ZEALOT (zĕl'ŭt, Gr. zēlōtēs, zealous one). A member of a Jewish patriotic party started in the time of Quirinius to resist Roman aggression. According to Josephus (War 4.3.9; 5.1; 7.8.1), the Zealots resorted to violence and assassination in their hatred of the Romans, their fanatical violence eventually provoking the Roman war.
ZEALOT (קַנָאַן; Gr. Ζηλώτης, meaning: zeal, rival, desire greatly, zealous one). A Jewish political party (somewhat comparable to the Chinese Boxers of the 20th cent.) with religious underpinnings which did not hesitate to use intrigue, violence, force and deception in achieving its liberating ends. The term Canaanean seems to have been used synonymously. One of the twelve disciples of Jesus, Simon by name, was a member of this party before his call to discipleship (
There were several prototypes of this fanatical movement in Jewish tradition. They include Simeon and Levi, the sons of Jacob, who led a murderous expedition against the Shechemites after their sister Dinah had been violated (
The Zealot movement in its technical aspect originated, according to Josephus, during the reign of Herod the Great (Jos. Wars II. 4. 1; IV. 4. 1). After the deposition of Archelaus in a.d. 6-7, Coponius was dispatched by the Romans to Judea to serve as its first procurator. He was accompanied by Quirinius (referred to in
The Pharisees were doubtless as intensively patriotic as were the Zealots, but they had a different philosophy of history and they took a different attitude toward their captors. They interpreted the domination of Herod and that of the Romans as a punishment of God for their sins and a summons to repentance. They had an optimistic outlook and they confidently expected that the end of foreign domination would come when their guilt would be expiated and the nation would be totally restored to walking in the way of the law. Then, according to their view, God would personally intervene. Their hope of ultimate redemption rested in the sovereignly intervening hand of God.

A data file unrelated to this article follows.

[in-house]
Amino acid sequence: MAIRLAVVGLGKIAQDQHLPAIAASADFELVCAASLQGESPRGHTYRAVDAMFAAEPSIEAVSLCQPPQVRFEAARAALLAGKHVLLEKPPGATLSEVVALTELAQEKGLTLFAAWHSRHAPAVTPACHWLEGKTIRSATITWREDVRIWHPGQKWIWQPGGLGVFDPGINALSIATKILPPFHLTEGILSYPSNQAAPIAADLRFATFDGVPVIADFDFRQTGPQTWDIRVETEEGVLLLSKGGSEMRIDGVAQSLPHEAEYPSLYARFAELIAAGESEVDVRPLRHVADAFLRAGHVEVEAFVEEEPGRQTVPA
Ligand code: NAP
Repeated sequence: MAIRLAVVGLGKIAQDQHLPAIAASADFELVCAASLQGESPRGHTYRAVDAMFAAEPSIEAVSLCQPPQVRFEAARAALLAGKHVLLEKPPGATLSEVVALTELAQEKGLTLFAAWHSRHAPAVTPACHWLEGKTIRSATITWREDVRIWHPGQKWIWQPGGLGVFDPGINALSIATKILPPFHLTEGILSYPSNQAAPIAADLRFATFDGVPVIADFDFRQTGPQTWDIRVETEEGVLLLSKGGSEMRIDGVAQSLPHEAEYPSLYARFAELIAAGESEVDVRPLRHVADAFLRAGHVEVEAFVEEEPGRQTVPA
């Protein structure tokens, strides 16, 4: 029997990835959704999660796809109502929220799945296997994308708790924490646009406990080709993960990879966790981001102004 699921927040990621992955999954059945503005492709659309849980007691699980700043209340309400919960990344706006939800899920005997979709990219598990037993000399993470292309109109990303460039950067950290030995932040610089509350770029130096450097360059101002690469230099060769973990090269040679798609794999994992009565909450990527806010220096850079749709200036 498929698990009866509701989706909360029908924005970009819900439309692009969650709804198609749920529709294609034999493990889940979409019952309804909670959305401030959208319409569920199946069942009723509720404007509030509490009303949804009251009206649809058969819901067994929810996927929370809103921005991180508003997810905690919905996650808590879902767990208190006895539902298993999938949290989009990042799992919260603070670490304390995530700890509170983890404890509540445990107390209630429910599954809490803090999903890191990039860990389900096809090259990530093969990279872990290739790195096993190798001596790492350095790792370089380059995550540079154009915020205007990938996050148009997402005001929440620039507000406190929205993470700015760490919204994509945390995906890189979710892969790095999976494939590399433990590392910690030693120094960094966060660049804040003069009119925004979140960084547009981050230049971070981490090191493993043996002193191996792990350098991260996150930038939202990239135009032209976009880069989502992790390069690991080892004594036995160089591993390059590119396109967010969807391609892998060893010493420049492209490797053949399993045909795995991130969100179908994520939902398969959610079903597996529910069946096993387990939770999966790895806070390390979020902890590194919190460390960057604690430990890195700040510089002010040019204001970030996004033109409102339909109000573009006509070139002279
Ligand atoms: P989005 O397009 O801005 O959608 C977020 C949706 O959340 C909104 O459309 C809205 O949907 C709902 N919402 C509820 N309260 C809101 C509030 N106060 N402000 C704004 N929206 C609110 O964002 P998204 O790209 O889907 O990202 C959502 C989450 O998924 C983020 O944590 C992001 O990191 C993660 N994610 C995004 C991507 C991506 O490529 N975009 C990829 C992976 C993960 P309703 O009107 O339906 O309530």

The new religiously based liberation movement, however, felt that its members must unequivocally reject any ruler over Israel except God Jehovah. They held the unshakable conviction that only if unconditional action were taken and if total obedience would be evident, God would intervene and establish the Messianic age. They refused to pay taxes, harried and murdered government officials, militated against the use of the Gr. language in Pal. (a symbol of pagan influence and domination), and by virtue of their patriotic fervor they felt entitled to prophesy the coming of the time of salvation. After Jerusalem fell (and the Zealots played a heroic role in its defense), they fled to Egypt and, continuing to exhibit their convictions there, refused even at the cost of maryrdom to call Caesar, Lord.
W. R. Farmer, Maccabees, Zealots, and Josephus (1956); L. Hartmann, “The Zealots,” EDB (1963), 2627; W. Foerster, From the Exile to Christ (1964), 88-91, 164; Y. Yadin, Masada, Herod’s Fortress and the Zealots’ Last Stand (1966).
International Standard Bible Encyclopedia (1915)
zel’-ut, zel’-uts: Simon, one of the apostles, was called "the Zealot" Zelotes from zeloo "to rival," "emulate," "be jealous," "admire," "desire greatly,"
See, further, SIMON THE ZEALOT.